Criminal (Other than Tax)

“My foremost belief as a practitioner is to act aggressively on behalf
of my client while treating the client himself with compassion.”


Circumstances can lead people to situations in which they are confronted with charges for criminal offenses, sometimes quite serious, against which they must defend themselves.

At that time the wise thing to do is work with a lawyer whose experience gives you confidence, and whose concern for you makes you secure.

Attorney Martin Doorhy has been achieving the highest level of results for his clients for over 25 years, first as a government prosecutor, and now as a defense attorney. Today 90% of Martin’s cases are in Cook and Will Counties, while almost 70% are concentrated in the Fifth District of Cook County (Bridgeview) and and the Sixth District of Cook County (Markham) courthouses. He is normally in Bridgeview and Markham three days per week, and is intimately familiar with the judges, prosecutors, and police departments in these southwest suburban criminal courts.  Mr. Doorhy frequently appears in both the felony and misdemeanor courtrooms in these courthouses.  In addition, a considerable amount of his caseload is Traffic, with extensive experience in DUI’s, Driving While License Revoked/Suspended, Leaving the Scene of an Accident, and Criminal Speeding.  He also handles CDL matters, involving truck drivers in particular.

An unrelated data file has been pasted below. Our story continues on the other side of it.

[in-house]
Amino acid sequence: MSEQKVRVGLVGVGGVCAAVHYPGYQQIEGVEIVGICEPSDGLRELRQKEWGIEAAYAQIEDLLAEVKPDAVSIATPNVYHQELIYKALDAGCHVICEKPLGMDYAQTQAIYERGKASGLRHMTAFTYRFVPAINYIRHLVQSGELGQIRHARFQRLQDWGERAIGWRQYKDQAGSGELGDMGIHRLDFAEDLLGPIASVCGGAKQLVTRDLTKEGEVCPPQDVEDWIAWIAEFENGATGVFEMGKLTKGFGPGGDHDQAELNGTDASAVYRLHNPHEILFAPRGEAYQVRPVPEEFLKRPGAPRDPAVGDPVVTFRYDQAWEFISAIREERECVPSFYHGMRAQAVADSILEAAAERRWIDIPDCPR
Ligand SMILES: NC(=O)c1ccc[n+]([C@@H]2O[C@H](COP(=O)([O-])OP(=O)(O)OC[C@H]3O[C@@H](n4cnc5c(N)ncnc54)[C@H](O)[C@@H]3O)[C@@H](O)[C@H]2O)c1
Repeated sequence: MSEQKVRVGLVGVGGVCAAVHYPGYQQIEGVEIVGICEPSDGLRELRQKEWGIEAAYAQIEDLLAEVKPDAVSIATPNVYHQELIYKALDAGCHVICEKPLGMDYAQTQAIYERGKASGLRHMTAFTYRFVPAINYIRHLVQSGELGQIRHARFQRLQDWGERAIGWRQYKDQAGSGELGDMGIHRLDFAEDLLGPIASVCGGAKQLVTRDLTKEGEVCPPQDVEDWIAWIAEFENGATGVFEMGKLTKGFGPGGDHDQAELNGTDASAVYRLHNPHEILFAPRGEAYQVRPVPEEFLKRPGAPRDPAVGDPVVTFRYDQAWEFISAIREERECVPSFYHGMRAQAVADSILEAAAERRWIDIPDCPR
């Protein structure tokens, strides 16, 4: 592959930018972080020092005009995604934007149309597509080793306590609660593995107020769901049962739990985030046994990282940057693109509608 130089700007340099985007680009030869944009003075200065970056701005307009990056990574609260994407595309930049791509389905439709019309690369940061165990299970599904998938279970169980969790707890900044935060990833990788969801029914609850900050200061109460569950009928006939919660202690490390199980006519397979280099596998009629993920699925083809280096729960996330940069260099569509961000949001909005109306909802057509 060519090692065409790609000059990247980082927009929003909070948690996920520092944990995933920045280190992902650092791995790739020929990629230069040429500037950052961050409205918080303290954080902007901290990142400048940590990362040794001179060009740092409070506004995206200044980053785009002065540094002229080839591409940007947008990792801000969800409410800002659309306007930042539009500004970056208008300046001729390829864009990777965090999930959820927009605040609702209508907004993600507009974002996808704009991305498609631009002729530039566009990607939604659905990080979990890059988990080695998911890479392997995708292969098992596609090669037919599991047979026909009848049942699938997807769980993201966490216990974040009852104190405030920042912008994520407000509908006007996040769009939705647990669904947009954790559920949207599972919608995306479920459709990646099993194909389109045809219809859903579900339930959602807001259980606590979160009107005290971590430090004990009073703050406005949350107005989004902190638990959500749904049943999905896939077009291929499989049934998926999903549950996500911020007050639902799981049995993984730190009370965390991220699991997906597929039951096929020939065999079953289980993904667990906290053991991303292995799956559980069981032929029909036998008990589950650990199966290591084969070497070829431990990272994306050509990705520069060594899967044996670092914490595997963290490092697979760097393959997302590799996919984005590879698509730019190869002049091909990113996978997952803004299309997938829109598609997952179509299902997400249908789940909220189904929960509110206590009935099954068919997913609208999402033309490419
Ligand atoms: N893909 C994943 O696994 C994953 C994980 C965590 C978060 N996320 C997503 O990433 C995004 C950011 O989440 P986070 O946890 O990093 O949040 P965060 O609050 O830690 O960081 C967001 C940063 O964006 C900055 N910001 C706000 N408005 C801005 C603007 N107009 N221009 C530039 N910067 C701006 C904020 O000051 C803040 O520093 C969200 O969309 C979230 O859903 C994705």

Martin has tried hundreds of criminal cases.

Mr. Doorhy offers the following advice regarding the Criminal Justice System in Cook and Will Counties.